So, I'm sorry Andrew but I find your list really rather silly. It's one of those 'Oh Lord it's hard to be humble when we're perfect in every way" lists. And yes, it really does give me the irrits because I see incredibly selfless, humble, non-religious people putting themselves out every day to help others – sometimes at incredible personal cost – and I haven't seen any of them writing lists about how hard it is to be so virtuous.

    • AndrewFinden says:

      I think you've quite missed the point, and are reading something into that which I certainly did not mean (although it is not my list) in highlighting this. Perhaps the context would have made it much clearer. There is no 'us and them' as you appear to have taken it. It is self-reflective.

      The point is that it's often claimed that we believe because we want to – far from being a list showing how we're perfect or better (of course we're not) it's a list that gives lie to that claim. The point is that most of us wouldn't just subscribe (and fail to uphold) such a calling because we "want" to, indeed, we've good reasons not to want to, but because something compels us to – an experience which you're happy enough to write off (not everyone shares your naturalist and reductionist assumptions btw).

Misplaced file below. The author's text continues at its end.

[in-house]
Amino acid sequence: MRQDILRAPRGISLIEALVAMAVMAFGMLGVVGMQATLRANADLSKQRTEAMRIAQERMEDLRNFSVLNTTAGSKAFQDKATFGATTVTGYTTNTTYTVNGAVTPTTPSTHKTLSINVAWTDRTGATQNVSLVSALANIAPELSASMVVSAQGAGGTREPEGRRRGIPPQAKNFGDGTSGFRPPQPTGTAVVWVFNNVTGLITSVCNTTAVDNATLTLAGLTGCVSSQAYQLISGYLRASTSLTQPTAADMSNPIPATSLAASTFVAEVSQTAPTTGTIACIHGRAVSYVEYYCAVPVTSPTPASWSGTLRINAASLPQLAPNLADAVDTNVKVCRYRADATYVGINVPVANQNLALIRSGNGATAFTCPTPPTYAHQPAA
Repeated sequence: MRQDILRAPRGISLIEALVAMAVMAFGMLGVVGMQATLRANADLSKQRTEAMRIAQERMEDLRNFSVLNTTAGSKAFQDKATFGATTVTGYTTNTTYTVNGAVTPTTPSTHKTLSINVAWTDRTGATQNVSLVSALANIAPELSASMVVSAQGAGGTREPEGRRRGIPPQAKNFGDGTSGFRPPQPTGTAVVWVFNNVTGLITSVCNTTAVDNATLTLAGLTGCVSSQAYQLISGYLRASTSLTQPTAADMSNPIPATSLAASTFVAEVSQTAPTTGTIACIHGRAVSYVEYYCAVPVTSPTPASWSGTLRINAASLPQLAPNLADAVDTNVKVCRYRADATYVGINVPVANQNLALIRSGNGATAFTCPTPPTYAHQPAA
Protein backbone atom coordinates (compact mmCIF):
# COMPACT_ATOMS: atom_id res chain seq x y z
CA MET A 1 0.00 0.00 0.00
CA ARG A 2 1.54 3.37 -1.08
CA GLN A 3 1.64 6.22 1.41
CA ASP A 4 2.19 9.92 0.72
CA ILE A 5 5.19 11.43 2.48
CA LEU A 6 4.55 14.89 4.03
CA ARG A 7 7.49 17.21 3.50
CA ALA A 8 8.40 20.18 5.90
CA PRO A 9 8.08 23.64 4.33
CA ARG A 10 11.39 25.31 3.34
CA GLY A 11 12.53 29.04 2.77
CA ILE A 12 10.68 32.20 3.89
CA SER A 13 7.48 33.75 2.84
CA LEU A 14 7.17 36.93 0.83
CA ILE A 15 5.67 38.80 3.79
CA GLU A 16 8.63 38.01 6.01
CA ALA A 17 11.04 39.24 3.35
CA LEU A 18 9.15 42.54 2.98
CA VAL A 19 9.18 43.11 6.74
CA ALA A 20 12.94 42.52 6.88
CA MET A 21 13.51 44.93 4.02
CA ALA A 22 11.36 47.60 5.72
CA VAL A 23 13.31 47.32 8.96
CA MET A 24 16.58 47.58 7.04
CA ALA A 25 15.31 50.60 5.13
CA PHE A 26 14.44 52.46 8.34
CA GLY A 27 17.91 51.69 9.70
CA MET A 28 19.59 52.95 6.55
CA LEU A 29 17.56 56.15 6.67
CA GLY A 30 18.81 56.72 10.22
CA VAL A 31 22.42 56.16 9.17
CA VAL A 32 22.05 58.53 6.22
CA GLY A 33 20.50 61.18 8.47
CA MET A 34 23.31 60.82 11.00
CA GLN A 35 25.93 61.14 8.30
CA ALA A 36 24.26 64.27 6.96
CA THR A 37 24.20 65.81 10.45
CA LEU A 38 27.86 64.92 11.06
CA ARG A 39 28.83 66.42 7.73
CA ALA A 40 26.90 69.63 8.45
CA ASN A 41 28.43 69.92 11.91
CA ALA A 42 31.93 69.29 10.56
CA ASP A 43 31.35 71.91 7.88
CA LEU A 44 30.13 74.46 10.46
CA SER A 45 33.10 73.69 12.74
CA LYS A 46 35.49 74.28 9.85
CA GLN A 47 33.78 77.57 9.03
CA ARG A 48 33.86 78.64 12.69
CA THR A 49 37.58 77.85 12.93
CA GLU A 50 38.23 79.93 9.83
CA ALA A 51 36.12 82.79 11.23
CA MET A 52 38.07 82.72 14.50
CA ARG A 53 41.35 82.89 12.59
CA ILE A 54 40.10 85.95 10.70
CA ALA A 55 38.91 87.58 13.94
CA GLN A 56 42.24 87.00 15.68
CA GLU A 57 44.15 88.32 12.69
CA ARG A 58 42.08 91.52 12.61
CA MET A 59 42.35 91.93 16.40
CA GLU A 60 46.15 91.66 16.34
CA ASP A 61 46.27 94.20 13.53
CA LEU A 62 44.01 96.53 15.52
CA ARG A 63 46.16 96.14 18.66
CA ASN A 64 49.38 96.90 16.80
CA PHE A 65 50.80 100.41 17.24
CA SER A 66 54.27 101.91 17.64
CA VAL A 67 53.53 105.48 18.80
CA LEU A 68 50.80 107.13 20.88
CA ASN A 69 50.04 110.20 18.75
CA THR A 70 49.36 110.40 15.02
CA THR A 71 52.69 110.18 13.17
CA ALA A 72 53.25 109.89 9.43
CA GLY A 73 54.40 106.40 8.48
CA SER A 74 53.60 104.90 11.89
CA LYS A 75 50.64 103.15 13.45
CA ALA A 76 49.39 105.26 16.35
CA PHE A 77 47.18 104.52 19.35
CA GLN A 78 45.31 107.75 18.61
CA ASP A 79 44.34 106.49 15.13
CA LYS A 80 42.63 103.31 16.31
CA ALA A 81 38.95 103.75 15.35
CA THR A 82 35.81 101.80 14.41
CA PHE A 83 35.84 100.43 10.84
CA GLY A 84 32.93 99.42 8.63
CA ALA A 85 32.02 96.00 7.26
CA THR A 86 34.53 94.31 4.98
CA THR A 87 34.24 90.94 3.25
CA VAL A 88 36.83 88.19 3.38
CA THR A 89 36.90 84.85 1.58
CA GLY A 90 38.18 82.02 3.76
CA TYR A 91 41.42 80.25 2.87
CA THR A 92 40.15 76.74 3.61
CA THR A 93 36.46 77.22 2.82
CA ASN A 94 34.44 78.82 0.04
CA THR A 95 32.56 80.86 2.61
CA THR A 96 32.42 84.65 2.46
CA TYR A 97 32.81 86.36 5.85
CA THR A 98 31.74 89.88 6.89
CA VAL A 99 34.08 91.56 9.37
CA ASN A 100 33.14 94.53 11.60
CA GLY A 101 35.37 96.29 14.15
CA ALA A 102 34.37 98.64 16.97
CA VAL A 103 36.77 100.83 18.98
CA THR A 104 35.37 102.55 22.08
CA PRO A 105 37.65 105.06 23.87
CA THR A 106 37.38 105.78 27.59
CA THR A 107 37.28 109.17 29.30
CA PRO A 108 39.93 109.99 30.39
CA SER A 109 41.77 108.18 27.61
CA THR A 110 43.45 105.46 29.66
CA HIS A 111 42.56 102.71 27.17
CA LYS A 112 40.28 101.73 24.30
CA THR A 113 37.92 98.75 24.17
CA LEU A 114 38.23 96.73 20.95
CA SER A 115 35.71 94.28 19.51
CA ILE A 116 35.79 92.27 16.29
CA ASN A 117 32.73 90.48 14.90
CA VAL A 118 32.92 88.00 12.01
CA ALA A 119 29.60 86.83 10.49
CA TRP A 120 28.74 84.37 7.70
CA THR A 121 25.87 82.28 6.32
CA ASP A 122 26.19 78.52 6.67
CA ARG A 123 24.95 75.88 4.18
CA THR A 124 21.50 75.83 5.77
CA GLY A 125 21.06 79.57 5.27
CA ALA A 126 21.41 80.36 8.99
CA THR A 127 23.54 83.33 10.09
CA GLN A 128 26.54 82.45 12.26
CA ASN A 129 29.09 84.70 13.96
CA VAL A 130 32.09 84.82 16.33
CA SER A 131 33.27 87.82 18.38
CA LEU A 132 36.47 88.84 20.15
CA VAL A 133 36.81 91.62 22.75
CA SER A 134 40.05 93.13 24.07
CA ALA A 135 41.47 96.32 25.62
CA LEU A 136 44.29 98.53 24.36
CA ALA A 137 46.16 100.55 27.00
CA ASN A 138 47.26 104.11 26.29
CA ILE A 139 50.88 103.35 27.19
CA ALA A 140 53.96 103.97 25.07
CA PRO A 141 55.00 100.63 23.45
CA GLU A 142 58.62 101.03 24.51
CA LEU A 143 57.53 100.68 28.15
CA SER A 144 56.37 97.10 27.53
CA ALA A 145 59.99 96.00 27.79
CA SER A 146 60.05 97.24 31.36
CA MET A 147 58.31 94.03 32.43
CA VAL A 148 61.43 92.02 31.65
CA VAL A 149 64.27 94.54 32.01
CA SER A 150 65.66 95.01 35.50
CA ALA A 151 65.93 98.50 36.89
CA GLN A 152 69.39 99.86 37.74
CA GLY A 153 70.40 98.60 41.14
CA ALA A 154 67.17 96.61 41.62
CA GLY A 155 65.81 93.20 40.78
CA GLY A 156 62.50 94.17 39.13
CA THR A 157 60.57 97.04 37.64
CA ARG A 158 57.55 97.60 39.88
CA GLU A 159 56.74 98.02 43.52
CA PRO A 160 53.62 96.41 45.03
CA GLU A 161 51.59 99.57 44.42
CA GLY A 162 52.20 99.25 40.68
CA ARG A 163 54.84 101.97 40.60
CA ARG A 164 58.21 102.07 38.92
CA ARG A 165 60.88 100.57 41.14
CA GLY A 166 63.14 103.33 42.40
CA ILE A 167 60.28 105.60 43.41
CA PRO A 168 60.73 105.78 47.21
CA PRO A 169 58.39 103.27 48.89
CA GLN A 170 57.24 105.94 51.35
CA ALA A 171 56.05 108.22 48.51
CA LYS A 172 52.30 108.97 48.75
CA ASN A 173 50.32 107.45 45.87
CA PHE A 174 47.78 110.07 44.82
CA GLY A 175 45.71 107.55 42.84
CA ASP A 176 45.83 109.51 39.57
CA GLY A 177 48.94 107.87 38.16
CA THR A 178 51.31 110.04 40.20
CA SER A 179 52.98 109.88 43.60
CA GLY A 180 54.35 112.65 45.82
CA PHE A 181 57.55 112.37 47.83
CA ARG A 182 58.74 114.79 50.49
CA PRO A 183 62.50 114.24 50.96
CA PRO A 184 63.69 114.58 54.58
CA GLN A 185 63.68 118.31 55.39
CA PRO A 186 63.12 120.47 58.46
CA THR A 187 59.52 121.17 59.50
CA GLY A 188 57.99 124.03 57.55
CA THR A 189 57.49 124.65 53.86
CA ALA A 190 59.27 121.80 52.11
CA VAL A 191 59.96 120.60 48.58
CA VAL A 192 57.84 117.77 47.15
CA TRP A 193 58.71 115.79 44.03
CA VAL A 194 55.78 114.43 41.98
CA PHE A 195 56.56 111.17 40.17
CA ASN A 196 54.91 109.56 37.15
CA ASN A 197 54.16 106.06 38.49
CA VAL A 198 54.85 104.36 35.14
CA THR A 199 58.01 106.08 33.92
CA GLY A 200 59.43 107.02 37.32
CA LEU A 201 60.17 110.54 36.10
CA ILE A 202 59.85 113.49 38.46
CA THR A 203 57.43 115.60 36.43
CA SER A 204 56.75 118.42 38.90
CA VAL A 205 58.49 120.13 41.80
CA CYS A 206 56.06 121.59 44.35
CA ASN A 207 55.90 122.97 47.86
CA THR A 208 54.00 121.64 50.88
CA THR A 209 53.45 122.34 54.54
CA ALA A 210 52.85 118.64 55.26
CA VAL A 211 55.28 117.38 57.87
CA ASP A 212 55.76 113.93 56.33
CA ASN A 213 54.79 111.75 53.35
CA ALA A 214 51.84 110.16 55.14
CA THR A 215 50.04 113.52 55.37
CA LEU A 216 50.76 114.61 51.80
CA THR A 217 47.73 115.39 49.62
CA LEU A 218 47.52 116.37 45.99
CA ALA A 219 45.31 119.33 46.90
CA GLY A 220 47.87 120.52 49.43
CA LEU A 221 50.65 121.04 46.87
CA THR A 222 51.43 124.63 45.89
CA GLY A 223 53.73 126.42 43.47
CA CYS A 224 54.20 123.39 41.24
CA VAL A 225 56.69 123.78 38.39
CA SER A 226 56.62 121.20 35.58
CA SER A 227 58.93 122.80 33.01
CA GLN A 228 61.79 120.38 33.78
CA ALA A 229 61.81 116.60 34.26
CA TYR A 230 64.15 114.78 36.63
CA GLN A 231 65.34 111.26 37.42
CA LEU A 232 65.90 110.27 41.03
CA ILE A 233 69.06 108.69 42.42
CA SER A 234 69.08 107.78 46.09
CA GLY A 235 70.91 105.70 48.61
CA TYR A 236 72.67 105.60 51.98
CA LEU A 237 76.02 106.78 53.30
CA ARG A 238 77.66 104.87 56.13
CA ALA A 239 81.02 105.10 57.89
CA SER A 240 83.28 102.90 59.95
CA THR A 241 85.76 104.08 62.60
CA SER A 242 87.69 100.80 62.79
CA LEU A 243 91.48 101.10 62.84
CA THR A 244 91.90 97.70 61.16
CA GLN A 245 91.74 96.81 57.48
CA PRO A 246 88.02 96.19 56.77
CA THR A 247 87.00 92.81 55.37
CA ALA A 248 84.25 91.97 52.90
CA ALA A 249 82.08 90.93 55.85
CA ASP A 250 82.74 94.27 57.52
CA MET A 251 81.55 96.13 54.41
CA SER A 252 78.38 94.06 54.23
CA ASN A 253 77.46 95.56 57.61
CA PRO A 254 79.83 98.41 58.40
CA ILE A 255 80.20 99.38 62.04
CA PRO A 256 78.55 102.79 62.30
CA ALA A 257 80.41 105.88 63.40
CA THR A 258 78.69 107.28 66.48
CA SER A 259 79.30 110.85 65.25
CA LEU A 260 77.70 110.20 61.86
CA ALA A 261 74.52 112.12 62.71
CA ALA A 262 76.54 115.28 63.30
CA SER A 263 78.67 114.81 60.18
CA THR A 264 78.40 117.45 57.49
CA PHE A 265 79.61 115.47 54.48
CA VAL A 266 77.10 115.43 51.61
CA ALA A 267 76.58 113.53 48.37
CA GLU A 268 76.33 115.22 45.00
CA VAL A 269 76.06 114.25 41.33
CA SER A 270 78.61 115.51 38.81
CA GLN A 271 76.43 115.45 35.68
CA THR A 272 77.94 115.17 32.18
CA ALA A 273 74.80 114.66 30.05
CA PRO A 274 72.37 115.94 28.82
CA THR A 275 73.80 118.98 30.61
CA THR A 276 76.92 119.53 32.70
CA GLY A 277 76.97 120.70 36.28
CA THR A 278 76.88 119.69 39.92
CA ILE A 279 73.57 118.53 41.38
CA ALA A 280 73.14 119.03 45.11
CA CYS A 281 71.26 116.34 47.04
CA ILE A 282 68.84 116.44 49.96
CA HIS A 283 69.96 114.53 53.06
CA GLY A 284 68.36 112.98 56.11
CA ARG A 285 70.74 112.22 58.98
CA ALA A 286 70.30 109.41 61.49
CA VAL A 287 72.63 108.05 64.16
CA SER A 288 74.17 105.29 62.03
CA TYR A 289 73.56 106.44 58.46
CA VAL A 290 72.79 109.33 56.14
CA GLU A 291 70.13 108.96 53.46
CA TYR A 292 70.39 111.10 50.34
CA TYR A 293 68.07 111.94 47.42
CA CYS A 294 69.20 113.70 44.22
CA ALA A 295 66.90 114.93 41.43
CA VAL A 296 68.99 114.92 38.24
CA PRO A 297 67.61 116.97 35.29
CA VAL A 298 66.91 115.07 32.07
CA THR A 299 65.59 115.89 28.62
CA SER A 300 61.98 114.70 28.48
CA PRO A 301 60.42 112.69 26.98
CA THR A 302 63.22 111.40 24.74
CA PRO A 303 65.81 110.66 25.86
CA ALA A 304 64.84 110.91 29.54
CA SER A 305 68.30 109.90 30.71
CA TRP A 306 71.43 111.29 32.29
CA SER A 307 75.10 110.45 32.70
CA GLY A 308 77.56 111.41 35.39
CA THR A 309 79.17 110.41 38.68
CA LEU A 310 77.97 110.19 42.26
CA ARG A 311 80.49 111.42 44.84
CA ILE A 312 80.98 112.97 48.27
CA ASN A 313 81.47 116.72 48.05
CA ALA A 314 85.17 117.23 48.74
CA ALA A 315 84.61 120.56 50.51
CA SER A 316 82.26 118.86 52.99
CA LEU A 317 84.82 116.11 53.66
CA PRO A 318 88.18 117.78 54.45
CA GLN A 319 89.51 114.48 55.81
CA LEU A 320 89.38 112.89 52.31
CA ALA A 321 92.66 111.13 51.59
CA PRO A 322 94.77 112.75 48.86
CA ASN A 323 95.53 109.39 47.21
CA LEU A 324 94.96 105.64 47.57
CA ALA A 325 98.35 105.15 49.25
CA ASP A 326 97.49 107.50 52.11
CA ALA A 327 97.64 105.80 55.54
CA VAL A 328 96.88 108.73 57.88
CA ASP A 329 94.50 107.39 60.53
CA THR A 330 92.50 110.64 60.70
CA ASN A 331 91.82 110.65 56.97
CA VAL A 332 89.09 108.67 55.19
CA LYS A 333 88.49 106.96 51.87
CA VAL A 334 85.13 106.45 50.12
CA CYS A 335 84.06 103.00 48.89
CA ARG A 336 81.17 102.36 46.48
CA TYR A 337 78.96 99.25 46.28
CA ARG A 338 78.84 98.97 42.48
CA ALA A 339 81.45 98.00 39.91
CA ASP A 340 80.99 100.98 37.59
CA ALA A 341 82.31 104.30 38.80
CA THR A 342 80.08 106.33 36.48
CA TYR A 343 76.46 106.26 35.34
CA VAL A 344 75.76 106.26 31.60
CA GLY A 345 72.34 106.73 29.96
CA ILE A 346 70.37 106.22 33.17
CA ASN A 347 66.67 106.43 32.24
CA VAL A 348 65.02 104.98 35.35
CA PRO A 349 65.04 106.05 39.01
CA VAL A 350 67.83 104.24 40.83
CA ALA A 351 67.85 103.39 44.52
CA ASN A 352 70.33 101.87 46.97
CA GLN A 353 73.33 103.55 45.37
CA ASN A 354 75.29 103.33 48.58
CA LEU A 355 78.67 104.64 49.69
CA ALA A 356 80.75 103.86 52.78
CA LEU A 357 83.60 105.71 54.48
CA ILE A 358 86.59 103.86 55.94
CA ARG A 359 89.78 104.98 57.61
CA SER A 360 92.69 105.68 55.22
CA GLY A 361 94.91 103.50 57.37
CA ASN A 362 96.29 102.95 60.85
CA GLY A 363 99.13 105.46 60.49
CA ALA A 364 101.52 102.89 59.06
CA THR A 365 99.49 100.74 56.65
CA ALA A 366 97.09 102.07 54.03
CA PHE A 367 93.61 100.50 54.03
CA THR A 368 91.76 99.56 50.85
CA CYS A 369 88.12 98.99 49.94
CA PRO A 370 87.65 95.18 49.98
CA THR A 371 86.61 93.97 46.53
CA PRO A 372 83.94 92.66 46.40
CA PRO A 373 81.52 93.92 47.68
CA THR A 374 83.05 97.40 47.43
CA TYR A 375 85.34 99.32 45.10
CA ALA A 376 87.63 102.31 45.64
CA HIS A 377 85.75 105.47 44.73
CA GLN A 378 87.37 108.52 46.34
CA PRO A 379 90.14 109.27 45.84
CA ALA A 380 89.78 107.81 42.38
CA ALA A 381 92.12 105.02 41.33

• AndrewFinden says:

      OK, you've got us on that one. We're just never going to be that gullible.

      But C1st Jews were? How patronising. Rather, it's just that your naturalist worldview has no room for the possibility (I know, I know.. you allow the possibility you've just not seen any evidence… but, hey, if it quacks like a duck..)

      The rest, as we've already seen, completely misses the point, so I won't go over that again.

  5. doug says:

    8. You have to abstain from using force and manipulation to get your way.

    well that leaves out about 99.9% of people who call themselves Christians